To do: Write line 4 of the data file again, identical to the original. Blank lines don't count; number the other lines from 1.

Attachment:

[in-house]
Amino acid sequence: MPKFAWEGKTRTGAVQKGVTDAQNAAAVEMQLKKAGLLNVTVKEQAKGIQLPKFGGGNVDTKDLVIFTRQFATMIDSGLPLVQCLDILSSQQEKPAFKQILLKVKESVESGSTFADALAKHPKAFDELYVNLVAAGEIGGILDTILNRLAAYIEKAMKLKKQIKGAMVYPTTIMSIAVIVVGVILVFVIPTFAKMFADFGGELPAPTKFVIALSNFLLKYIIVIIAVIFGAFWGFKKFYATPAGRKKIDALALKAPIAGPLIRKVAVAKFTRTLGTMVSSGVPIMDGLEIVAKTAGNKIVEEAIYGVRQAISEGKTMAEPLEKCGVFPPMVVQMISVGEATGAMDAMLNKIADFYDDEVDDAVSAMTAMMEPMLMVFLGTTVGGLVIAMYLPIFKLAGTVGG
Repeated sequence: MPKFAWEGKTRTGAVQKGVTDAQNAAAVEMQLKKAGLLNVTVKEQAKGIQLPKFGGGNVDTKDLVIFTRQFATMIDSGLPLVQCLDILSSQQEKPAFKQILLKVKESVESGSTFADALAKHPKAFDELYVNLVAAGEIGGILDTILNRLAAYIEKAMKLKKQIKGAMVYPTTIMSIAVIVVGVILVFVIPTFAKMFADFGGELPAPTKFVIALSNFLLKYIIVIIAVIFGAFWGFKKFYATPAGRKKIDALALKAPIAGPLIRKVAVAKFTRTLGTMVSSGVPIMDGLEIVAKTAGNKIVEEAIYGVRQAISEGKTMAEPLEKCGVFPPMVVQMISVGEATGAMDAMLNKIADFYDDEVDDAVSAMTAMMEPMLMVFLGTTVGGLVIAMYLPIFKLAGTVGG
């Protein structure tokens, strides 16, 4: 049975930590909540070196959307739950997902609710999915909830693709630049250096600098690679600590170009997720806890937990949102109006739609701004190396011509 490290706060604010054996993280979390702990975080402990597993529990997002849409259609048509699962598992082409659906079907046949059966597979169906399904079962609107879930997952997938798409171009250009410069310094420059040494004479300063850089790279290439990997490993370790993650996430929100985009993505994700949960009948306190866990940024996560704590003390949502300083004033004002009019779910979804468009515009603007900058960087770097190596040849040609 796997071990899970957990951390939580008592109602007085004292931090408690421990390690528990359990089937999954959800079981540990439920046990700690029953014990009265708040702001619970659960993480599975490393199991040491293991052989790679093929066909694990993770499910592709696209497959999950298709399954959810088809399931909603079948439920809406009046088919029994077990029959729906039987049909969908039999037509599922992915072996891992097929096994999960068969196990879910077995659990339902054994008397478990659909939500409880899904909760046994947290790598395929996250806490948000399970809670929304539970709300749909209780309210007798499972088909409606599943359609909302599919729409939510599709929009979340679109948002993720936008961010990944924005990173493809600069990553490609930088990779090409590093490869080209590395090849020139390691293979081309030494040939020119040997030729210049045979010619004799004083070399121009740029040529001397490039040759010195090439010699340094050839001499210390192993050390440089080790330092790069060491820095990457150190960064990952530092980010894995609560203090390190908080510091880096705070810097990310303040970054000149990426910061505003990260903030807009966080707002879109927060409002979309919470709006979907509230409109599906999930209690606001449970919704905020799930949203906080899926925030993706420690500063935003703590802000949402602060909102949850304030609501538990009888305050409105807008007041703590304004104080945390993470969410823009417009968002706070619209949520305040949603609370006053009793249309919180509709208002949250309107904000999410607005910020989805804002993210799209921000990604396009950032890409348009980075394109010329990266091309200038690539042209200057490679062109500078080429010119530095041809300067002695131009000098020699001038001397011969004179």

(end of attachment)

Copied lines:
């Protein structure tokens, strides 16, 4: 049975930590909540070196959307739950997902609710999915909830693709630049250096600098690679600590170009997720806890937990949102109006739609701004190396011509 490290706060604010054996993280979390702990975080402990597993529990997002849409259609048509699962598992082409659906079907046949059966597979169906399904079962609107879930997952997938798409171009250009410069310094420059040494004479300063850089790279290439990997490993370790993650996430929100985009993505994700949960009948306190866990940024996560704590003390949502300083004033004002009019779910979804468009515009603007900058960087770097190596040849040609 796997071990899970957990951390939580008592109602007085004292931090408690421990390690528990359990089937999954959800079981540990439920046990700690029953014990009265708040702001619970659960993480599975490393199991040491293991052989790679093929066909694990993770499910592709696209497959999950298709399954959810088809399931909603079948439920809406009046088919029994077990029959729906039987049909969908039999037509599922992915072996891992097929096994999960068969196990879910077995659990339902054994008397478990659909939500409880899904909760046994947290790598395929996250806490948000399970809670929304539970709300749909209780309210007798499972088909409606599943359609909302599919729409939510599709929009979340679109948002993720936008961010990944924005990173493809600069990553490609930088990779090409590093490869080209590395090849020139390691293979081309030494040939020119040997030729210049045979010619004799004083070399121009740029040529001397490039040759010195090439010699340094050839001499210390192993050390440089080790330092790069060491820095990457150190960064990952530092980010894995609560203090390190908080510091880096705070810097990310303040970054000149990426910061505003990260903030807009966080707002879109927060409002979309919470709006979907509230409109599906999930209690606001449970919704905020799930949203906080899926925030993706420690500063935003703590802000949402602060909102949850304030609501538990009888305050409105807008007041703590304004104080945390993470969410823009417009968002706070619209949520305040949603609370006053009793249309919180509709208002949250309107904000999410607005910020989805804002993210799209921000990604396009950032890409348009980075394109010329990266091309200038690539042209200057490679062109500078080429010119530095041809300067002695131009000098020699001038001397011969004179």